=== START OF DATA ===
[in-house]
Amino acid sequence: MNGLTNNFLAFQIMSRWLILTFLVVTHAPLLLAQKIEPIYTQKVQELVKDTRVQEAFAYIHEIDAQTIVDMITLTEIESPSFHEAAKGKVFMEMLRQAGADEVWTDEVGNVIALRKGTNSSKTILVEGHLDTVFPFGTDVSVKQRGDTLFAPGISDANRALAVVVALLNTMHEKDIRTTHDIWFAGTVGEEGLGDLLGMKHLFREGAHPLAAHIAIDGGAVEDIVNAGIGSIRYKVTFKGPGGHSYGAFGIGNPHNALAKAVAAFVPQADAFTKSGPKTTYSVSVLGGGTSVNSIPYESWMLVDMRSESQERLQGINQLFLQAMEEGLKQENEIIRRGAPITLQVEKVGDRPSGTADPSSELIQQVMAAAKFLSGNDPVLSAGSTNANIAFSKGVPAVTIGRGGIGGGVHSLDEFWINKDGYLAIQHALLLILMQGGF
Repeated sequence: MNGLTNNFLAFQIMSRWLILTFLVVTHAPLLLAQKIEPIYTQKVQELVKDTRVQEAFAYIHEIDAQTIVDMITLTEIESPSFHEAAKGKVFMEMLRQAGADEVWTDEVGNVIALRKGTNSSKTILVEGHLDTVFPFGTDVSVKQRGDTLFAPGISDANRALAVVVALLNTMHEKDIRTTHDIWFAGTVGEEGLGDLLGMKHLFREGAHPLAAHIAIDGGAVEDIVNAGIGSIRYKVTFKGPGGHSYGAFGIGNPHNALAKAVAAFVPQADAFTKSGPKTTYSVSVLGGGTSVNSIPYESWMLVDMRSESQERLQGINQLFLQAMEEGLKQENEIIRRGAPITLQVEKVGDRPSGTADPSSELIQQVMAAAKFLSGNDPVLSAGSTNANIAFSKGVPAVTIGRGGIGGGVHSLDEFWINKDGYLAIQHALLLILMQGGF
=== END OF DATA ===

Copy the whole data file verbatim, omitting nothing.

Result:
[in-house]
Amino acid sequence: MNGLTNNFLAFQIMSRWLILTFLVVTHAPLLLAQKIEPIYTQKVQELVKDTRVQEAFAYIHEIDAQTIVDMITLTEIESPSFHEAAKGKVFMEMLRQAGADEVWTDEVGNVIALRKGTNSSKTILVEGHLDTVFPFGTDVSVKQRGDTLFAPGISDANRALAVVVALLNTMHEKDIRTTHDIWFAGTVGEEGLGDLLGMKHLFREGAHPLAAHIAIDGGAVEDIVNAGIGSIRYKVTFKGPGGHSYGAFGIGNPHNALAKAVAAFVPQADAFTKSGPKTTYSVSVLGGGTSVNSIPYESWMLVDMRSESQERLQGINQLFLQAMEEGLKQENEIIRRGAPITLQVEKVGDRPSGTADPSSELIQQVMAAAKFLSGNDPVLSAGSTNANIAFSKGVPAVTIGRGGIGGGVHSLDEFWINKDGYLAIQHALLLILMQGGF
Repeated sequence: MNGLTNNFLAFQIMSRWLILTFLVVTHAPLLLAQKIEPIYTQKVQELVKDTRVQEAFAYIHEIDAQTIVDMITLTEIESPSFHEAAKGKVFMEMLRQAGADEVWTDEVGNVIALRKGTNSSKTILVEGHLDTVFPFGTDVSVKQRGDTLFAPGISDANRALAVVVALLNTMHEKDIRTTHDIWFAGTVGEEGLGDLLGMKHLFREGAHPLAAHIAIDGGAVEDIVNAGIGSIRYKVTFKGPGGHSYGAFGIGNPHNALAKAVAAFVPQADAFTKSGPKTTYSVSVLGGGTSVNSIPYESWMLVDMRSESQERLQGINQLFLQAMEEGLKQENEIIRRGAPITLQVEKVGDRPSGTADPSSELIQQVMAAAKFLSGNDPVLSAGSTNANIAFSKGVPAVTIGRGGIGGGVHSLDEFWINKDGYLAIQHALLLILMQGGF